Director: Po-Chih Leong
Director: Po-Chih Leong
Cast: Sylvia Chang, Eddie Chan, Kent Cheng
Run Time: 1 hour 27 minutes
There comes a point at the end of every Census Bloodbath year when we're stumbling through the darkest, dustiest corners of the subgenre and find a foreign movie that is either so obscure or too old to have reliable translation services provided. That is how I ended up viewing the 1982 Hong Kong slasher movie He Lives by Night in unsubtitled Cantonese. Actually, if we're splitting hairs, it was subtitled. It's just that the subtitles were also in Cantonese, which wasn't exactly helpful.
So, as I always like to say but especially with these entries, take my review with a grain of salt. There are certainly nuances I missed by not understanding a single line spoken outside of the opening sequence, which is inexplicably in English. But, as I also always say, it's a slasher movie. It's not hard to understand even without the benefit of a screenplay. I relish these opportunities to experience a film in its purest visual form, unencumbered by the intricacies of dialogue, and He Lives by Night has a lot to dig into.
Here's the plot from what I could gather (along with what's available in the IMDb description). After a man (who the synopsis describes as a graphic designer even though he clearly works in the shoe section of a department store) discovers his wife cheating on him with a man dressed as a woman, he murders them both and takes to the streets in drag, stalking any woman he sees wearing white fishnet stockings and strangling her with said stockings. The police chief and his deputy team up with a spunky female radio DJ to attempt to catch the killer.
So, even if it's from a totally different milieu, He Lives by Night joins the grand tradition of slasher movies that depict men who dress as women as psychotic killers, nestled snugly between Dressed to Kill and Sleepaway Camp.
It's a damn shame that He Lives by Night has that albatross hanging around its neck, because its murder setpieces are actually quite spectacular. We hit the ground running, with a woman being menaced in an alley full of sheets that have been hung out to dry, the killer's face appearing through a slash in the fabric (I would accuse this film of ripping of Tenebrae if this one hadn't actually come out first), the initial slashes from a razor causing the woman's blood to blossom against the sheets she gets tangled in while trying to escape. There's a maniacal energy to the scene that recalls early Dario Argento at his most bonkers, and the kills that follow don't lose that spark.
The murders are brutal, protracted, and really use every inch of the space they take place in. They aren't simple shocking gore gags that get in, do their thing, and get out. These scenes have stages. A woman can't simply be strangled. She must be stabbed in the leg, climb up the stairs, be dragged away, kick her foot into a fishtank in a billowing cloud of blood, topple some chairs, and then be strangled. It's daring, electrifying filmmaking that is frankly beautiful to witness. Although being beautiful to witness doesn't prevent them from being incredibly misogynistic, also like early Dario Argento.
We're at least lucky that the filmmakers don't seem particularly interested in exploiting the nude female body, because those grains of salt would form a huge snowdrift at that point, burying the movie entirely.
The visual splendor of He Lives by Night isn't limited to the kills, either. In every scene, the camera is gliding and pivoting, a sinewy snaking presence that captures its story in endless, unsettling motion. And the main setpieces are well constructed, creating geographically coherent, whole spaces for the killer to chase folks around in (the finale takes place in the radio studio, a labyrinth of glass and soundproof foam that brought to mind one of the best sequences of Scream 2).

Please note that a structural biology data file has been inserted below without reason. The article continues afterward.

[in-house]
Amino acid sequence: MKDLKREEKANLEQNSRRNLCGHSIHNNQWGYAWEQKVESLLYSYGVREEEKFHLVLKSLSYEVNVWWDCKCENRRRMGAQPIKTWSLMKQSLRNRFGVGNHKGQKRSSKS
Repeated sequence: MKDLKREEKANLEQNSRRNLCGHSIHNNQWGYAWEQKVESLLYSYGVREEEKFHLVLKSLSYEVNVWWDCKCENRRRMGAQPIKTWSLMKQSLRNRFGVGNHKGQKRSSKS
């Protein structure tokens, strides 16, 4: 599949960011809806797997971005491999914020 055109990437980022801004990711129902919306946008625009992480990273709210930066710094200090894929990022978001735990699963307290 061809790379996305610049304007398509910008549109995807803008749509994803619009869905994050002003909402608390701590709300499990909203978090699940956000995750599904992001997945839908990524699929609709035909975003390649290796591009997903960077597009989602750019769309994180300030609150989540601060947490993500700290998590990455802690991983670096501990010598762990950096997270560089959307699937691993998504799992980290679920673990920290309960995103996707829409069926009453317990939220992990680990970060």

But before I get too lost in the visual sphere of the movie, I should bring up that the story being brought to life here is wacky as all fuck. It is obvious even without subtitles that this film was conceived as a convivial comedy as well as an effective stalk and slash thriller. While it succeeds on almost all counts as the latter, I think its unbridled gusto at creating the former is what gives the film it's totally unique energy. Perhaps the instinct that has cops running around in their underwear so they can't be impersonated by having their uniforms stolen or the Chief doing a full disco dance in glittery eye makeup in his apartment is the same one that creates such wickedly bizarre but effective moments as the killer chasing the DJ down a hallway by pushing a huge 7UP machine toward her at terrifying speed.
It is broad, it is deliciously weird, it is fiercely problematic, but there is truly nothing else like it. I don't know if all of that coalesces into an explicit recommendation, but I sure had a hell of a lot of fun here.
Killer: The Stocking Killer
Final Girl: The Radio DJ
Best Kill: The opening kill in the alley really is something to behold.
Sign of the Times: At a casino, a man in a Michael Jackson jacket does the robot.
Scariest Moment: When the DJ is hiding in her sound booth, the killer's face lights up on the other side of the glass.
Weirdest Moment: At a restaurant, the cops and the DJ order so many bowls of rice that they form huge skyscrapers of rice on the table.
Champion Dialogue: "Shit bitch!"
Body Count: 7
Body Count: 7
- Casino Woman is strangled with stockings.
- Punk Girl is strangled with stockings.
- Shopper Girl is strangled with stockings.
- Drag Dude has his throat slit.
- Wife is strangled with stockings.
- Security Guard has sharp brass knuckles slammed into the back of his skull.
- Killer falls out a window.
TL;DR: He Lives by Night is problematic like a lot of its slasher brethren, but it's got the deranged energy of early Argento and that serves it well.
Word Count: 1052